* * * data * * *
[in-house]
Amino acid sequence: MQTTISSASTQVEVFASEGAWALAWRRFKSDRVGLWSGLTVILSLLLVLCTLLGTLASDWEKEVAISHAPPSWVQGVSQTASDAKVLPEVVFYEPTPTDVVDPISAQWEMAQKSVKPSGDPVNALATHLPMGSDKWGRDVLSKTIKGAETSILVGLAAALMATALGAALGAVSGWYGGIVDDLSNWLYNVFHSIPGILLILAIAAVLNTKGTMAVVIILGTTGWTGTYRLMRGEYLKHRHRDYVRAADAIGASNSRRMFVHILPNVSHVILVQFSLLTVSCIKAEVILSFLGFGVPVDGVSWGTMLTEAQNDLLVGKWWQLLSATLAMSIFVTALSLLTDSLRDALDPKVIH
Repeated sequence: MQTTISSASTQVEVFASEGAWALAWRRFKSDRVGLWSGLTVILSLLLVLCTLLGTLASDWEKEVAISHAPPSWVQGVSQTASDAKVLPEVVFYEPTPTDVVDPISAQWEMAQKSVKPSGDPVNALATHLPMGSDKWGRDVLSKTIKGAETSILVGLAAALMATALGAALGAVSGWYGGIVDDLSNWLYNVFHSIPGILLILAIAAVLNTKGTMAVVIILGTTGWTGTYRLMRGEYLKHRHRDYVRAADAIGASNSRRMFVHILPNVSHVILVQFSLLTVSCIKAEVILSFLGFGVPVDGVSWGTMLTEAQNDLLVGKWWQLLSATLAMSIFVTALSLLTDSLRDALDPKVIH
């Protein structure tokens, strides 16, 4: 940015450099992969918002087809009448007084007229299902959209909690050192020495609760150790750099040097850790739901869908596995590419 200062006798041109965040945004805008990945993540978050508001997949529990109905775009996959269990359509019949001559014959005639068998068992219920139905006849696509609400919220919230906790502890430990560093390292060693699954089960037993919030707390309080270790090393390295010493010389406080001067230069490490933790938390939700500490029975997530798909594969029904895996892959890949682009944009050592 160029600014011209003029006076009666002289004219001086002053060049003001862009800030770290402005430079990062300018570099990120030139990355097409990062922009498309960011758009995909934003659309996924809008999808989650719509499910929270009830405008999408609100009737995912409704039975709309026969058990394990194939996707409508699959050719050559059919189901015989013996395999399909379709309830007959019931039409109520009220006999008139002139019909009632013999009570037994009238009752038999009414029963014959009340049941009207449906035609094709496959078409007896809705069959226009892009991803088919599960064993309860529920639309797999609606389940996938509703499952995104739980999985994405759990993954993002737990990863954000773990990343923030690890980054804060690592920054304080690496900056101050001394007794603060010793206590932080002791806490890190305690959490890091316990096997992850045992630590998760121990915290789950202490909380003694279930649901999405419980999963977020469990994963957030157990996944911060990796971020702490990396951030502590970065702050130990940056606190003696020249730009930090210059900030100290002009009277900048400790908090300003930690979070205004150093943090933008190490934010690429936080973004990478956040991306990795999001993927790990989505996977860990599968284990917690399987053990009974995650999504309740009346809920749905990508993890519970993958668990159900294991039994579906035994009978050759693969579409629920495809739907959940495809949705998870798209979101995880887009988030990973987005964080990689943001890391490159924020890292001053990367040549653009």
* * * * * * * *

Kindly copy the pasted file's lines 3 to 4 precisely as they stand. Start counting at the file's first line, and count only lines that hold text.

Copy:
Repeated sequence: MQTTISSASTQVEVFASEGAWALAWRRFKSDRVGLWSGLTVILSLLLVLCTLLGTLASDWEKEVAISHAPPSWVQGVSQTASDAKVLPEVVFYEPTPTDVVDPISAQWEMAQKSVKPSGDPVNALATHLPMGSDKWGRDVLSKTIKGAETSILVGLAAALMATALGAALGAVSGWYGGIVDDLSNWLYNVFHSIPGILLILAIAAVLNTKGTMAVVIILGTTGWTGTYRLMRGEYLKHRHRDYVRAADAIGASNSRRMFVHILPNVSHVILVQFSLLTVSCIKAEVILSFLGFGVPVDGVSWGTMLTEAQNDLLVGKWWQLLSATLAMSIFVTALSLLTDSLRDALDPKVIH
């Protein structure tokens, strides 16, 4: 940015450099992969918002087809009448007084007229299902959209909690050192020495609760150790750099040097850790739901869908596995590419 200062006798041109965040945004805008990945993540978050508001997949529990109905775009996959269990359509019949001559014959005639068998068992219920139905006849696509609400919220919230906790502890430990560093390292060693699954089960037993919030707390309080270790090393390295010493010389406080001067230069490490933790938390939700500490029975997530798909594969029904895996892959890949682009944009050592 160029600014011209003029006076009666002289004219001086002053060049003001862009800030770290402005430079990062300018570099990120030139990355097409990062922009498309960011758009995909934003659309996924809008999808989650719509499910929270009830405008999408609100009737995912409704039975709309026969058990394990194939996707409508699959050719050559059919189901015989013996395999399909379709309830007959019931039409109520009220006999008139002139019909009632013999009570037994009238009752038999009414029963014959009340049941009207449906035609094709496959078409007896809705069959226009892009991803088919599960064993309860529920639309797999609606389940996938509703499952995104739980999985994405759990993954993002737990990863954000773990990343923030690890980054804060690592920054304080690496900056101050001394007794603060010793206590932080002791806490890190305690959490890091316990096997992850045992630590998760121990915290789950202490909380003694279930649901999405419980999963977020469990994963957030157990996944911060990796971020702490990396951030502590970065702050130990940056606190003696020249730009930090210059900030100290002009009277900048400790908090300003930690979070205004150093943090933008190490934010690429936080973004990478956040991306990795999001993927790990989505996977860990599968284990917690399987053990009974995650999504309740009346809920749905990508993890519970993958668990159900294991039994579906035994009978050759693969579409629920495809739907959940495809949705998870798209979101995880887009988030990973987005964080990689943001890391490159924020890292001053990367040549653009």